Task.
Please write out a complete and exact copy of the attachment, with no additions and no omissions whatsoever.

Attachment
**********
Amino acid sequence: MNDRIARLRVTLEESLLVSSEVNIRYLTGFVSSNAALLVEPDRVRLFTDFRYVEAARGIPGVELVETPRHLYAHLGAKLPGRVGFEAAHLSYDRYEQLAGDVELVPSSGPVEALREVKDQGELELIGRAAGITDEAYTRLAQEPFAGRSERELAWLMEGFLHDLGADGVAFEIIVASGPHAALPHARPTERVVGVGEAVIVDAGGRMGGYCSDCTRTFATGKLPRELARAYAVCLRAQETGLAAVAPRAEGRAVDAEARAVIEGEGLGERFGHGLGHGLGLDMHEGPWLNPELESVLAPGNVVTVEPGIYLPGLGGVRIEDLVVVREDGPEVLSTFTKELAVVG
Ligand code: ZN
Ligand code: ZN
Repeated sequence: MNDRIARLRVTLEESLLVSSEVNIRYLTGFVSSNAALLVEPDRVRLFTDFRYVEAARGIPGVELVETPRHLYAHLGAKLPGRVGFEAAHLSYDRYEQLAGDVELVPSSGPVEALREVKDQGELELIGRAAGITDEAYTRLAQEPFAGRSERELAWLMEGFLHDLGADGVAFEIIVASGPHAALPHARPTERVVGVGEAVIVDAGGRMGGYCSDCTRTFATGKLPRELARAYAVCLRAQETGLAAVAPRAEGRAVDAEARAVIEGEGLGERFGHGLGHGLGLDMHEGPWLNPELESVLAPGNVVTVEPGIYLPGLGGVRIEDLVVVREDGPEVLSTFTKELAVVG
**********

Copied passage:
Amino acid sequence: MNDRIARLRVTLEESLLVSSEVNIRYLTGFVSSNAALLVEPDRVRLFTDFRYVEAARGIPGVELVETPRHLYAHLGAKLPGRVGFEAAHLSYDRYEQLAGDVELVPSSGPVEALREVKDQGELELIGRAAGITDEAYTRLAQEPFAGRSERELAWLMEGFLHDLGADGVAFEIIVASGPHAALPHARPTERVVGVGEAVIVDAGGRMGGYCSDCTRTFATGKLPRELARAYAVCLRAQETGLAAVAPRAEGRAVDAEARAVIEGEGLGERFGHGLGHGLGLDMHEGPWLNPELESVLAPGNVVTVEPGIYLPGLGGVRIEDLVVVREDGPEVLSTFTKELAVVG
Ligand code: ZN
Ligand code: ZN
Repeated sequence: MNDRIARLRVTLEESLLVSSEVNIRYLTGFVSSNAALLVEPDRVRLFTDFRYVEAARGIPGVELVETPRHLYAHLGAKLPGRVGFEAAHLSYDRYEQLAGDVELVPSSGPVEALREVKDQGELELIGRAAGITDEAYTRLAQEPFAGRSERELAWLMEGFLHDLGADGVAFEIIVASGPHAALPHARPTERVVGVGEAVIVDAGGRMGGYCSDCTRTFATGKLPRELARAYAVCLRAQETGLAAVAPRAEGRAVDAEARAVIEGEGLGERFGHGLGHGLGLDMHEGPWLNPELESVLAPGNVVTVEPGIYLPGLGGVRIEDLVVVREDGPEVLSTFTKELAVVG